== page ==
One of the major problems confronting blood banks is the occurrence of hepatitis following blood transfusions. It has always been difficult to obtain valid statistics because the incubation period of hepatitis may be relatively long. Hence some cases are unrelated and unreported.
With the use of many blood transfusions for open-heart surgery to prime the pump oxygenator and to replace blood loss, and because of the close contact established with these patients by our Regional Blood Center, we felt that this group of surgical cases presented an ideal opportunity for the investigation of hepatitis possibly due to massive blood transfusions.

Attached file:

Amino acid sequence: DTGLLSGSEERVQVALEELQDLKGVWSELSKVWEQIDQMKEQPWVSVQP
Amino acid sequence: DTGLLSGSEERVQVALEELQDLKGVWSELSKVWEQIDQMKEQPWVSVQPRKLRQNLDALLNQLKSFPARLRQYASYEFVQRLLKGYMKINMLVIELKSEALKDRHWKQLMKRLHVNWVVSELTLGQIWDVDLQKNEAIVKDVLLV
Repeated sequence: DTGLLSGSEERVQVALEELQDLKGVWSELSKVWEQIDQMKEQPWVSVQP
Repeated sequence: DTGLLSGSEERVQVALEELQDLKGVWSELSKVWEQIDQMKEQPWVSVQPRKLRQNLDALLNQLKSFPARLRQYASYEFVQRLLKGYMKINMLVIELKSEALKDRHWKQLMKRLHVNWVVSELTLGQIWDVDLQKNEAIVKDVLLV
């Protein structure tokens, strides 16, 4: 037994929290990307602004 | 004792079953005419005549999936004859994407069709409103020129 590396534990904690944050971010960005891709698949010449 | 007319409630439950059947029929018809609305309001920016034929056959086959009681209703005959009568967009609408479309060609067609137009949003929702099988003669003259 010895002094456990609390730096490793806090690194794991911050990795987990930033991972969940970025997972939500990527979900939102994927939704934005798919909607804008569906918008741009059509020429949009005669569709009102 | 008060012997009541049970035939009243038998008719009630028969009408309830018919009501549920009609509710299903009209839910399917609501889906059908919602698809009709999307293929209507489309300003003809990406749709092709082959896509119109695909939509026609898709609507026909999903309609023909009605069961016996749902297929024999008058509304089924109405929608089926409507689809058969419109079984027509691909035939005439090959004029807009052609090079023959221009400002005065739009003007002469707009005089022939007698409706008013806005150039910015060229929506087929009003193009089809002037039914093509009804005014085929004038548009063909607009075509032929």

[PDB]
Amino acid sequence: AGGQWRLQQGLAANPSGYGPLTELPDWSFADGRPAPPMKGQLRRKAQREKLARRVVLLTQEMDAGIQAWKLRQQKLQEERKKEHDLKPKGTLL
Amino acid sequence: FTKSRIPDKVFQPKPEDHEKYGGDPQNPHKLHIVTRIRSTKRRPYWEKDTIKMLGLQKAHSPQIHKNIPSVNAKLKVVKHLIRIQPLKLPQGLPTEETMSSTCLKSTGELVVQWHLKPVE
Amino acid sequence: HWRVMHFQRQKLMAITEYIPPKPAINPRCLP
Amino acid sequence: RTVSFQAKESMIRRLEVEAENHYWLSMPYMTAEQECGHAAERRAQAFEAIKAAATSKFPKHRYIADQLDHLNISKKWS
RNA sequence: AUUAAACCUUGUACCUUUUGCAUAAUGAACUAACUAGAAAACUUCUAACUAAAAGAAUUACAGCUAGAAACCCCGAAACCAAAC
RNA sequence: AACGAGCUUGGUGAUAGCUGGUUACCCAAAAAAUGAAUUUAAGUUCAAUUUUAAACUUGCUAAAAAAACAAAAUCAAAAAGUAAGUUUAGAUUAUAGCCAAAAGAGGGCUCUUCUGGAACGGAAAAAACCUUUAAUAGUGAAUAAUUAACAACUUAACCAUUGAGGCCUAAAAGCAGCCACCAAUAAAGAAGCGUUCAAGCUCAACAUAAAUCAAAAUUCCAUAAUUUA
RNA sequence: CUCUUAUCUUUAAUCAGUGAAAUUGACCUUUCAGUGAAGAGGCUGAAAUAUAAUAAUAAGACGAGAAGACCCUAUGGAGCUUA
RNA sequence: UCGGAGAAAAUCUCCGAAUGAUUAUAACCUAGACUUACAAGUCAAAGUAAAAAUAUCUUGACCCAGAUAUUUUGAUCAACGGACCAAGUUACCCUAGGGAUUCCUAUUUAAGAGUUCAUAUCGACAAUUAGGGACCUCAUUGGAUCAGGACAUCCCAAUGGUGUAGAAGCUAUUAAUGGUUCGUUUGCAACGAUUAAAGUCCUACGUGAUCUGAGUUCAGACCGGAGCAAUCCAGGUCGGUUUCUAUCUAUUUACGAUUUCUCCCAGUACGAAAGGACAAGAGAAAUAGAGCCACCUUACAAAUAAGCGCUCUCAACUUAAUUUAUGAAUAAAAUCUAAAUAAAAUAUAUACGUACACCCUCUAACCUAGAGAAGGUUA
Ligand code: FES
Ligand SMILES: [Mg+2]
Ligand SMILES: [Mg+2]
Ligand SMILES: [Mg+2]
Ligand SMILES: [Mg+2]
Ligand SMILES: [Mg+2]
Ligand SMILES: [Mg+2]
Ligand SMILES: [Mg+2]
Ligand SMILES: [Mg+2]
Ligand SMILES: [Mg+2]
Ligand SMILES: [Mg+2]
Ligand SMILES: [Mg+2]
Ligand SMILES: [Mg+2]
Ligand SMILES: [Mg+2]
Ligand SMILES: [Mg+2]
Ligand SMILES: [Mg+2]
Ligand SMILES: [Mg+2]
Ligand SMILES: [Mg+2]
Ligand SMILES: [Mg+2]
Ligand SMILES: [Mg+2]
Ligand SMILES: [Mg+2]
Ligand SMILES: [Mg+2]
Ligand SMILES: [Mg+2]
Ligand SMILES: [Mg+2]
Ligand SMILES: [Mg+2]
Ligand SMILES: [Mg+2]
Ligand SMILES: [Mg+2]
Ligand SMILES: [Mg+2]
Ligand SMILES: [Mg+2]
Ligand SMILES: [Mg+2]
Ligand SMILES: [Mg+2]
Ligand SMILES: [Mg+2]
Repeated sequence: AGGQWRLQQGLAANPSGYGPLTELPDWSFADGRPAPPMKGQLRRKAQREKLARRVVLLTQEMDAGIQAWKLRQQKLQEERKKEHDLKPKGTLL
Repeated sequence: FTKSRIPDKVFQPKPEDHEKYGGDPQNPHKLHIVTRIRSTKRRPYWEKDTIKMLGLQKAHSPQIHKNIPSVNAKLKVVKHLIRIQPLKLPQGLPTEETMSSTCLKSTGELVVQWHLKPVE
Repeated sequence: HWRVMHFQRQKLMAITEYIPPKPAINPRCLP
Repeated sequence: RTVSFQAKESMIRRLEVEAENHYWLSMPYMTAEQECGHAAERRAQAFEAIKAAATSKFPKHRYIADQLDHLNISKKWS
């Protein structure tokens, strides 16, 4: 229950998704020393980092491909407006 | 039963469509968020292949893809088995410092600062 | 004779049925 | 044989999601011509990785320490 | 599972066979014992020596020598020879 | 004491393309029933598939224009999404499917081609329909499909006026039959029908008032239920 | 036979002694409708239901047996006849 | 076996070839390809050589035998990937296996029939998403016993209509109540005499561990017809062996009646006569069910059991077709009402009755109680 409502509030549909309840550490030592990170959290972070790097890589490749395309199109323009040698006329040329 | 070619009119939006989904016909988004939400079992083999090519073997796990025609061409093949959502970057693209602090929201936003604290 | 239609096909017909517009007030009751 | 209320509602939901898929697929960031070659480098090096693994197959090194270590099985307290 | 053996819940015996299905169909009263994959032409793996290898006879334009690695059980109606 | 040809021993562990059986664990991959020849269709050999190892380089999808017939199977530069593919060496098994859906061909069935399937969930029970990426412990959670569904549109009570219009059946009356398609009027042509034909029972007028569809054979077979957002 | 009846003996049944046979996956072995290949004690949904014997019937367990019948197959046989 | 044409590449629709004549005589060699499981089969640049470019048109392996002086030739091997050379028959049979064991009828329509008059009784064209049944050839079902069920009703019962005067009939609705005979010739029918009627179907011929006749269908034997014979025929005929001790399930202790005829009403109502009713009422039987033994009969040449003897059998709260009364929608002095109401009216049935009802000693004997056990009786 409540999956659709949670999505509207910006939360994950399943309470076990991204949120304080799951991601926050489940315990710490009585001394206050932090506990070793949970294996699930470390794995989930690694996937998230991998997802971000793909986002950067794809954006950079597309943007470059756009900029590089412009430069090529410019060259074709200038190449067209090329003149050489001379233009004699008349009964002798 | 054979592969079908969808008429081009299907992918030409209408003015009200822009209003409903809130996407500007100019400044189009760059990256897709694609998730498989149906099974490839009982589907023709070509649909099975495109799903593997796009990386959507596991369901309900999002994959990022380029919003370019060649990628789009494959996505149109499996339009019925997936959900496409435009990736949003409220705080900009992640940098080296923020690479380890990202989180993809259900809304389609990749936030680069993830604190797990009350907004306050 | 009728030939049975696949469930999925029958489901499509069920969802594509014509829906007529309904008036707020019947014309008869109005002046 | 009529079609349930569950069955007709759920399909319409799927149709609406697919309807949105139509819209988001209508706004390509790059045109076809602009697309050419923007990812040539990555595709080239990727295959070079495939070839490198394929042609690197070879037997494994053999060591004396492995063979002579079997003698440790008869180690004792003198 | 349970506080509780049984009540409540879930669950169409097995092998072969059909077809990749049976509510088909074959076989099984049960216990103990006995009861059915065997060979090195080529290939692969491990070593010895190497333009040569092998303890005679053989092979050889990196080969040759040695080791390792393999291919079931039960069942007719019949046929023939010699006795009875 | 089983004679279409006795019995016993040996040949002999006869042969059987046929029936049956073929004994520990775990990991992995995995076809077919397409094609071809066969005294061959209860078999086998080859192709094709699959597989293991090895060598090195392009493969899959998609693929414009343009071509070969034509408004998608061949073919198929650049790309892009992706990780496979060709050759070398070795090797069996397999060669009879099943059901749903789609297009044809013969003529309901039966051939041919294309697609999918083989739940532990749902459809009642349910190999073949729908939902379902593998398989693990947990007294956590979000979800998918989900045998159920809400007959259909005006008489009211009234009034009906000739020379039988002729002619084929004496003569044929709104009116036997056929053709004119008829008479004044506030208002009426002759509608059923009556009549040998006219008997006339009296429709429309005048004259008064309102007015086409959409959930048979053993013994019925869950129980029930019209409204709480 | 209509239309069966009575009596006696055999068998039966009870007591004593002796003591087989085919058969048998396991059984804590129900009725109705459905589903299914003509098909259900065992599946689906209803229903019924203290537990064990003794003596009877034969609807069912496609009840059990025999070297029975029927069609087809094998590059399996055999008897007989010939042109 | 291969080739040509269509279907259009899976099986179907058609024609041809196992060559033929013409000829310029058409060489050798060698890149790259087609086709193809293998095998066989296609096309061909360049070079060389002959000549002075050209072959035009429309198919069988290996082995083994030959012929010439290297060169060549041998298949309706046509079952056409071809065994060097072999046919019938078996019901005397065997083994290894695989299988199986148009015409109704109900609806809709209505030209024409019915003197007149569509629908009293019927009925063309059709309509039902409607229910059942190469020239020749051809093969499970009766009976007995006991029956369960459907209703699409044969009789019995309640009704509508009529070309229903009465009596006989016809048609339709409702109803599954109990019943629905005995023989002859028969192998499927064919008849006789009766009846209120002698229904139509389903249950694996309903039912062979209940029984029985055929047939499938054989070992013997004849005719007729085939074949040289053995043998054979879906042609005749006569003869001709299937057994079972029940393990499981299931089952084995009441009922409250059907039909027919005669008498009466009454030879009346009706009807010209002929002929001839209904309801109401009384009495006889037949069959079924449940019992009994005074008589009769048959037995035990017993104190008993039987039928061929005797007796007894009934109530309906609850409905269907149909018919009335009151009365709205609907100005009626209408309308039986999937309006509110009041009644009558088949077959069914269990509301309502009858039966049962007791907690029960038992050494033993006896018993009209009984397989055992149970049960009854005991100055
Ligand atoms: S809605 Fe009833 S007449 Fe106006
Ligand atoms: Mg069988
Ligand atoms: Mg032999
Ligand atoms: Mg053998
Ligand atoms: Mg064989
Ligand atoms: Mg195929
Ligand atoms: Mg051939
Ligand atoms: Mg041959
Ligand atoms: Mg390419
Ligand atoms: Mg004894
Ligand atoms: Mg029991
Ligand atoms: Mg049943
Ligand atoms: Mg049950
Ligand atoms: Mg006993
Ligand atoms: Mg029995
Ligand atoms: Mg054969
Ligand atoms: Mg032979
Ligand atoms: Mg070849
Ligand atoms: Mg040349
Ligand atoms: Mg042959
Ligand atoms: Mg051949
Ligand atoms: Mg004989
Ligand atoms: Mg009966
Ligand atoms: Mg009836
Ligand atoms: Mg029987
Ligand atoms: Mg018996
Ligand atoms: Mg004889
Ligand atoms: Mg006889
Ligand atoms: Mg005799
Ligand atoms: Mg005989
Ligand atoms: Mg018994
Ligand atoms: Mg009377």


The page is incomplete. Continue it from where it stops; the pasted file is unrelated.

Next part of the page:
By the end of 1962, the Los Angeles-Orange Counties Red Cross Regional Blood Center had collected 2,173,156 units of blood since its inception as a civilian blood program in 1946. Table 1 depicts the yearly blood collections at the Regional Blood Center since 1954 and the number of cases of
ADASHEK EP, ADASHEK WH. Blood Transfusion Hepatitis in Open-Heart Surgery. Arch Surg. 1963;87(5):792–795. doi:10.1001/archsurg.1963.01310170078013
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